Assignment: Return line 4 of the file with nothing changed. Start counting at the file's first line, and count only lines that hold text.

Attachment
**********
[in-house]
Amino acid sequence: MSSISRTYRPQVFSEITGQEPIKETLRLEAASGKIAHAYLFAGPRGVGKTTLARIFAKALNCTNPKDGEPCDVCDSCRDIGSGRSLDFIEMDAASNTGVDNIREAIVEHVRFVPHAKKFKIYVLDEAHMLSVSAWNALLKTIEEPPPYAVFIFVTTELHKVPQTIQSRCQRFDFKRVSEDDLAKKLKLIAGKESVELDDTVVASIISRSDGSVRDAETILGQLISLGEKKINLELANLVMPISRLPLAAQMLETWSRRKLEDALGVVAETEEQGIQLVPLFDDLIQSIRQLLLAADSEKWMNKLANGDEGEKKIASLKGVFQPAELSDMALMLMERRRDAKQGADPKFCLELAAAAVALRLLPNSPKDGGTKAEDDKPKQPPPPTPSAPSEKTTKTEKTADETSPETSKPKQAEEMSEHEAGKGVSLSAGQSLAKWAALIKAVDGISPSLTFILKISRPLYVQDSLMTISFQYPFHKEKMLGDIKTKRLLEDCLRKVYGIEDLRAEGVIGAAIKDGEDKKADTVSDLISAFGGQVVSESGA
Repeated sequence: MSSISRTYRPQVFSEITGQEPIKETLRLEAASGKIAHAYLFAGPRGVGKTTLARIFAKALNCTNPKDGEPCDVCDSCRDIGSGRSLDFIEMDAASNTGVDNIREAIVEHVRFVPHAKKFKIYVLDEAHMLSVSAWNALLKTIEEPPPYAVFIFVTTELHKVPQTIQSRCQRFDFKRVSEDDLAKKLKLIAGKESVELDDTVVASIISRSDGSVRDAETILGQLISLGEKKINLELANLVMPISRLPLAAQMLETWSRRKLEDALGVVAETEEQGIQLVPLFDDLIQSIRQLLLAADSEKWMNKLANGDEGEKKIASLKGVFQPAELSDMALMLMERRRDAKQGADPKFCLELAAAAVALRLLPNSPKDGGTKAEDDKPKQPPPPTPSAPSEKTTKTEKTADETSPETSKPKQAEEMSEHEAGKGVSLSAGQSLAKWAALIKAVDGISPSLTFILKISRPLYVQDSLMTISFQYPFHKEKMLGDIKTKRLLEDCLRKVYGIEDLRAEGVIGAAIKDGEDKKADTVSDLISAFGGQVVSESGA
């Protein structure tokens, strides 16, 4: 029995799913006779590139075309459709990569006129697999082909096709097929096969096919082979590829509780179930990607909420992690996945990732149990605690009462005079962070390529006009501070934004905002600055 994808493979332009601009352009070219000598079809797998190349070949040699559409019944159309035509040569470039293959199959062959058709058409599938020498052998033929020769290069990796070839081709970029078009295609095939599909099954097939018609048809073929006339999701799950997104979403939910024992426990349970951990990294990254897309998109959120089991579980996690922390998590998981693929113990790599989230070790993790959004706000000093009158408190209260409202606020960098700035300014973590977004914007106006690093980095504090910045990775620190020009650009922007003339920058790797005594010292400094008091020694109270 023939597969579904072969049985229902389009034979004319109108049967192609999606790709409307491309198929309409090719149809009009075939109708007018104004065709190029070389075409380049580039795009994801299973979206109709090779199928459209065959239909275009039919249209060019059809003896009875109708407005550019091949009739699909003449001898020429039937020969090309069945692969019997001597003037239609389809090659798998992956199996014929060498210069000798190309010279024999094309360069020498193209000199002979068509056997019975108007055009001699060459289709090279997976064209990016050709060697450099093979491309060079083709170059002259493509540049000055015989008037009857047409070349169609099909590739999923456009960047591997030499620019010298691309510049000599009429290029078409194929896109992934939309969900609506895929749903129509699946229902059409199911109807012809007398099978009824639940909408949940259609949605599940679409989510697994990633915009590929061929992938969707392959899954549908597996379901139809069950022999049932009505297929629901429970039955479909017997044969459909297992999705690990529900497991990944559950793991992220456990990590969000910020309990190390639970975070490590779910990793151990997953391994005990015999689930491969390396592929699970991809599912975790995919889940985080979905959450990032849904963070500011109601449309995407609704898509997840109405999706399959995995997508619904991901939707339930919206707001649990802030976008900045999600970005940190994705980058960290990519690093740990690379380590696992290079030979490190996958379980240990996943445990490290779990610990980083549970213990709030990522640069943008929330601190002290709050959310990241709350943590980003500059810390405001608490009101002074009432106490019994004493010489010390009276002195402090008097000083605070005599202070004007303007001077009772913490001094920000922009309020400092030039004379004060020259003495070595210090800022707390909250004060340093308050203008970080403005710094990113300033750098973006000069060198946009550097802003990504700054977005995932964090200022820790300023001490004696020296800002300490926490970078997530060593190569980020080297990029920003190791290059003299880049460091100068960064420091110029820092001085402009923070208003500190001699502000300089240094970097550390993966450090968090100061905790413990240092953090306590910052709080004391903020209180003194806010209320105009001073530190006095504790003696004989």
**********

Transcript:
């Protein structure tokens, strides 16, 4: 029995799913006779590139075309459709990569006129697999082909096709097929096969096919082979590829509780179930990607909420992690996945990732149990605690009462005079962070390529006009501070934004905002600055 994808493979332009601009352009070219000598079809797998190349070949040699559409019944159309035509040569470039293959199959062959058709058409599938020498052998033929020769290069990796070839081709970029078009295609095939599909099954097939018609048809073929006339999701799950997104979403939910024992426990349970951990990294990254897309998109959120089991579980996690922390998590998981693929113990790599989230070790993790959004706000000093009158408190209260409202606020960098700035300014973590977004914007106006690093980095504090910045990775620190020009650009922007003339920058790797005594010292400094008091020694109270 023939597969579904072969049985229902389009034979004319109108049967192609999606790709409307491309198929309409090719149809009009075939109708007018104004065709190029070389075409380049580039795009994801299973979206109709090779199928459209065959239909275009039919249209060019059809003896009875109708407005550019091949009739699909003449001898020429039937020969090309069945692969019997001597003037239609389809090659798998992956199996014929060498210069000798190309010279024999094309360069020498193209000199002979068509056997019975108007055009001699060459289709090279997976064209990016050709060697450099093979491309060079083709170059002259493509540049000055015989008037009857047409070349169609099909590739999923456009960047591997030499620019010298691309510049000599009429290029078409194929896109992934939309969900609506895929749903129509699946229902059409199911109807012809007398099978009824639940909408949940259609949605599940679409989510697994990633915009590929061929992938969707392959899954549908597996379901139809069950022999049932009505297929629901429970039955479909017997044969459909297992999705690990529900497991990944559950793991992220456990990590969000910020309990190390639970975070490590779910990793151990997953391994005990015999689930491969390396592929699970991809599912975790995919889940985080979905959450990032849904963070500011109601449309995407609704898509997840109405999706399959995995997508619904991901939707339930919206707001649990802030976008900045999600970005940190994705980058960290990519690093740990690379380590696992290079030979490190996958379980240990996943445990490290779990610990980083549970213990709030990522640069943008929330601190002290709050959310990241709350943590980003500059810390405001608490009101002074009432106490019994004493010489010390009276002195402090008097000083605070005599202070004007303007001077009772913490001094920000922009309020400092030039004379004060020259003495070595210090800022707390909250004060340093308050203008970080403005710094990113300033750098973006000069060198946009550097802003990504700054977005995932964090200022820790300023001490004696020296800002300490926490970078997530060593190569980020080297990029920003190791290059003299880049460091100068960064420091110029820092001085402009923070208003500190001699502000300089240094970097550390993966450090968090100061905790413990240092953090306590910052709080004391903020209180003194806010209320105009001073530190006095504790003696004989």